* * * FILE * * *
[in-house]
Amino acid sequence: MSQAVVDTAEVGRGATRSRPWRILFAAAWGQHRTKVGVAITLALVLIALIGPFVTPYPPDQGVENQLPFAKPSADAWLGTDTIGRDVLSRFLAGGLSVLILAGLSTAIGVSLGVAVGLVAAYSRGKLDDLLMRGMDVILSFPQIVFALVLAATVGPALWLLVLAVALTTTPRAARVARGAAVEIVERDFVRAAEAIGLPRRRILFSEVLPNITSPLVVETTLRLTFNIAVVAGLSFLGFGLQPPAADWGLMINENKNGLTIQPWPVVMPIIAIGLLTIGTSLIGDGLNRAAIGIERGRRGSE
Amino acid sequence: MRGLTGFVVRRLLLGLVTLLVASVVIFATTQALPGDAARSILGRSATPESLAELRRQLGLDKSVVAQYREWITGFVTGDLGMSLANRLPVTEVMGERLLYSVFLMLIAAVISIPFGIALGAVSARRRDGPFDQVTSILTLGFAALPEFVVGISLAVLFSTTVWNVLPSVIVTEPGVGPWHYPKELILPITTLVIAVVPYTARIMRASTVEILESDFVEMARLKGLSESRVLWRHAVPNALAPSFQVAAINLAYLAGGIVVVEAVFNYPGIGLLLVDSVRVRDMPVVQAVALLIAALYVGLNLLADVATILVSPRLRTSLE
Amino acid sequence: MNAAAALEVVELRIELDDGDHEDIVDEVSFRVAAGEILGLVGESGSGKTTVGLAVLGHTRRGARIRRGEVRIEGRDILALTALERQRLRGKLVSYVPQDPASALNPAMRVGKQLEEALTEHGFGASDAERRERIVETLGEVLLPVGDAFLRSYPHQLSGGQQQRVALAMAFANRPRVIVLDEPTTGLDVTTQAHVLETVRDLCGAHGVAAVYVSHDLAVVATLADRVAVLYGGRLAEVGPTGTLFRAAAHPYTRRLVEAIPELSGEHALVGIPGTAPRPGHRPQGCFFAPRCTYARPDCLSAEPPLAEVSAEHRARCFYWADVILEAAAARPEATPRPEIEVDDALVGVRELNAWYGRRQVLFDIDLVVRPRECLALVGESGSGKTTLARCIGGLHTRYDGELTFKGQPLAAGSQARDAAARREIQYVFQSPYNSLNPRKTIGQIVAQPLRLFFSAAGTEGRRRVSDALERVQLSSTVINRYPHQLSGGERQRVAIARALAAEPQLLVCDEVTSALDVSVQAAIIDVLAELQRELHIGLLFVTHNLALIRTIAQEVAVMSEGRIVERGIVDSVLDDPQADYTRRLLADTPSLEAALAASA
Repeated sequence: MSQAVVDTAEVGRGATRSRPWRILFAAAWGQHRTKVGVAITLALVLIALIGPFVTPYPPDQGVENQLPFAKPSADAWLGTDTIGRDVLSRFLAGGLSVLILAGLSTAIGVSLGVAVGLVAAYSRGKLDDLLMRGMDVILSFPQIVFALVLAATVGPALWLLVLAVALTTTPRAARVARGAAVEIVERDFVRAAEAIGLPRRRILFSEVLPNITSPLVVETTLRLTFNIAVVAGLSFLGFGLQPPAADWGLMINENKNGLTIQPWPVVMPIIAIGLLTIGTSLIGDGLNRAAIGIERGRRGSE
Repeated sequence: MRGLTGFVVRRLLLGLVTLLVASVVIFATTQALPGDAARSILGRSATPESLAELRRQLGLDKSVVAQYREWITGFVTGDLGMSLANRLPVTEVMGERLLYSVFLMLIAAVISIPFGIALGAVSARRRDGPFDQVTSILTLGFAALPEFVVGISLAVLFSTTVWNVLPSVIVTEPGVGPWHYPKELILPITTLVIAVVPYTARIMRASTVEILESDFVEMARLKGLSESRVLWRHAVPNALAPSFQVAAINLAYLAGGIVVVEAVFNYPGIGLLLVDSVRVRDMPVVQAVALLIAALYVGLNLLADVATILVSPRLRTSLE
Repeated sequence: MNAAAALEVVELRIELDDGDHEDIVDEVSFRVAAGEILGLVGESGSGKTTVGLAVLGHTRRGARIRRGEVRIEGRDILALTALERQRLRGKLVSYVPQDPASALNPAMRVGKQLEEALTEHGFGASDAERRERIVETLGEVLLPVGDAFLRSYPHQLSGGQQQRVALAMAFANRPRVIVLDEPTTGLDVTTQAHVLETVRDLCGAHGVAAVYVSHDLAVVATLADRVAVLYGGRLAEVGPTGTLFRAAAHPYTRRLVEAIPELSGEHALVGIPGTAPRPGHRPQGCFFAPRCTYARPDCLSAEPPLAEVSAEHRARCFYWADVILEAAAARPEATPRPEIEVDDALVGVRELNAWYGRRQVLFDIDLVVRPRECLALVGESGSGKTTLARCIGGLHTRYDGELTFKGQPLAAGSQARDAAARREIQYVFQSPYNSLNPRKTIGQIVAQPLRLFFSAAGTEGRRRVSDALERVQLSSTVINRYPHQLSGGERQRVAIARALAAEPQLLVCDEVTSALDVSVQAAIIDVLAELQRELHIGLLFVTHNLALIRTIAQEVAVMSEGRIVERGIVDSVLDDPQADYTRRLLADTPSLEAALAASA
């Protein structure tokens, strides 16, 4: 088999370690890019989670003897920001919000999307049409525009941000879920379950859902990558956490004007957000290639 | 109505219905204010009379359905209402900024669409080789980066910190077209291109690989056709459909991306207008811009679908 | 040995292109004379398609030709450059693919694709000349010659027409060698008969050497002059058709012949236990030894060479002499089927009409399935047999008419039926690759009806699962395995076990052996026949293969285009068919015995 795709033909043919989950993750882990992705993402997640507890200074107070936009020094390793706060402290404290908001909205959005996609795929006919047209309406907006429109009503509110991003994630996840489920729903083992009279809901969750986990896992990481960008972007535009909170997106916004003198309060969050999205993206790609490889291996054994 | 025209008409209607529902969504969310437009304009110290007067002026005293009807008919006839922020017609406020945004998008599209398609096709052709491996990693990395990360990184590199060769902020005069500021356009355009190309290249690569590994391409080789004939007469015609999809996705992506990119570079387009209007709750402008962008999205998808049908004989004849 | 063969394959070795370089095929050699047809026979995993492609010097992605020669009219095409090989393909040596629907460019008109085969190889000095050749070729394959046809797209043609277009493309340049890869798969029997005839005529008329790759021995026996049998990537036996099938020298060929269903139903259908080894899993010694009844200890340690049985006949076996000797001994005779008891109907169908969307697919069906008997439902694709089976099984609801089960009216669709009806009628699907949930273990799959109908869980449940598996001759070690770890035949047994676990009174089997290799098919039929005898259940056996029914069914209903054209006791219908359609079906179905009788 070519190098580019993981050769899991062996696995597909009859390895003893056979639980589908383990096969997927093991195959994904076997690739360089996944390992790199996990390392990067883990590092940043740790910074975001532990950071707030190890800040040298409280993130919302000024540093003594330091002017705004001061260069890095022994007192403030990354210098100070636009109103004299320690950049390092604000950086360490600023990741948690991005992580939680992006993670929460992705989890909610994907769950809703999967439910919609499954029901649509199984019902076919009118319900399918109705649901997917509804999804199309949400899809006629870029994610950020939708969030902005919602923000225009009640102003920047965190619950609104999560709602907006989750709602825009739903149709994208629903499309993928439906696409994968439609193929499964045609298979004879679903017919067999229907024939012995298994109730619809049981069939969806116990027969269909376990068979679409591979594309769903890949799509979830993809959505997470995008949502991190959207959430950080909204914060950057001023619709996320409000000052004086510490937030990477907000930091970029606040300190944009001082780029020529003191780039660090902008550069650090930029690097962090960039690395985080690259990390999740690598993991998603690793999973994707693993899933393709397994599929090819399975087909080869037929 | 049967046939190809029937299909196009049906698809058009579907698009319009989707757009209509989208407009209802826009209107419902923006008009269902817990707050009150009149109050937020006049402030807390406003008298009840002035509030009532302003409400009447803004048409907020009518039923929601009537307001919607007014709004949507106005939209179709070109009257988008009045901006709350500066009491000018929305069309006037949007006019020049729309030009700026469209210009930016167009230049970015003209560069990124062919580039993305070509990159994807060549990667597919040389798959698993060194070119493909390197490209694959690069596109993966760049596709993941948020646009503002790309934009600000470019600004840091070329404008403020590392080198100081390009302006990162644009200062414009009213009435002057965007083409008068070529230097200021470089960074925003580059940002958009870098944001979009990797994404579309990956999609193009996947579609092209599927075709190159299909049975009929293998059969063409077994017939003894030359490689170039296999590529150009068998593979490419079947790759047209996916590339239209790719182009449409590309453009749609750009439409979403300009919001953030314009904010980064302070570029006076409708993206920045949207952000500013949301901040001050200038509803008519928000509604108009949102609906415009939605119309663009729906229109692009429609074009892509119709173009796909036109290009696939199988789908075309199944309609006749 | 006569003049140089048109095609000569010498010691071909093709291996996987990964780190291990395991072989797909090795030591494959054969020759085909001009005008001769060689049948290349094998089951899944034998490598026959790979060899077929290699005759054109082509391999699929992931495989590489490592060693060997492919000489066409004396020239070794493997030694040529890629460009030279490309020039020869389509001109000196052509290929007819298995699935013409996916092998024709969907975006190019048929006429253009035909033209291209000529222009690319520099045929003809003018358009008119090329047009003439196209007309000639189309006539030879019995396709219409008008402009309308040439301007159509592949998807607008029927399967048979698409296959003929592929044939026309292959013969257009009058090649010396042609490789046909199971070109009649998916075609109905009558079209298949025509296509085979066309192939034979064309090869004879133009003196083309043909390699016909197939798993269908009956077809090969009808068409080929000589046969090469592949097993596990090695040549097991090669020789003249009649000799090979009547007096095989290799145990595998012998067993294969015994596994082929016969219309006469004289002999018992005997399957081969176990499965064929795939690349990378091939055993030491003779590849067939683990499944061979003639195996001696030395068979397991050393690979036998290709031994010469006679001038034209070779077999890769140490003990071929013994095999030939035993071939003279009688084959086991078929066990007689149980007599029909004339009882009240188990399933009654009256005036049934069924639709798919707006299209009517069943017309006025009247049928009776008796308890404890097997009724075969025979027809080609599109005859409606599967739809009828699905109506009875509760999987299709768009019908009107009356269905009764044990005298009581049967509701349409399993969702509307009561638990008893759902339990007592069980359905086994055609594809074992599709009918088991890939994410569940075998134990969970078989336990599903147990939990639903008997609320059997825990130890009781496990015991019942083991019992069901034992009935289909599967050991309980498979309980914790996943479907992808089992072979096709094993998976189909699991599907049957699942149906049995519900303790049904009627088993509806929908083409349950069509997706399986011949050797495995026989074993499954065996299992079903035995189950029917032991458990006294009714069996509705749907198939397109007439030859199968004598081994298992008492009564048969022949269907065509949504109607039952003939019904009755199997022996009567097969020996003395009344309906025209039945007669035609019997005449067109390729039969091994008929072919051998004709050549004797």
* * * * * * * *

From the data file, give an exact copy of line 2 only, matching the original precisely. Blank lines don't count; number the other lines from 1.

Amino acid sequence: MSQAVVDTAEVGRGATRSRPWRILFAAAWGQHRTKVGVAITLALVLIALIGPFVTPYPPDQGVENQLPFAKPSADAWLGTDTIGRDVLSRFLAGGLSVLILAGLSTAIGVSLGVAVGLVAAYSRGKLDDLLMRGMDVILSFPQIVFALVLAATVGPALWLLVLAVALTTTPRAARVARGAAVEIVERDFVRAAEAIGLPRRRILFSEVLPNITSPLVVETTLRLTFNIAVVAGLSFLGFGLQPPAADWGLMINENKNGLTIQPWPVVMPIIAIGLLTIGTSLIGDGLNRAAIGIERGRRGSE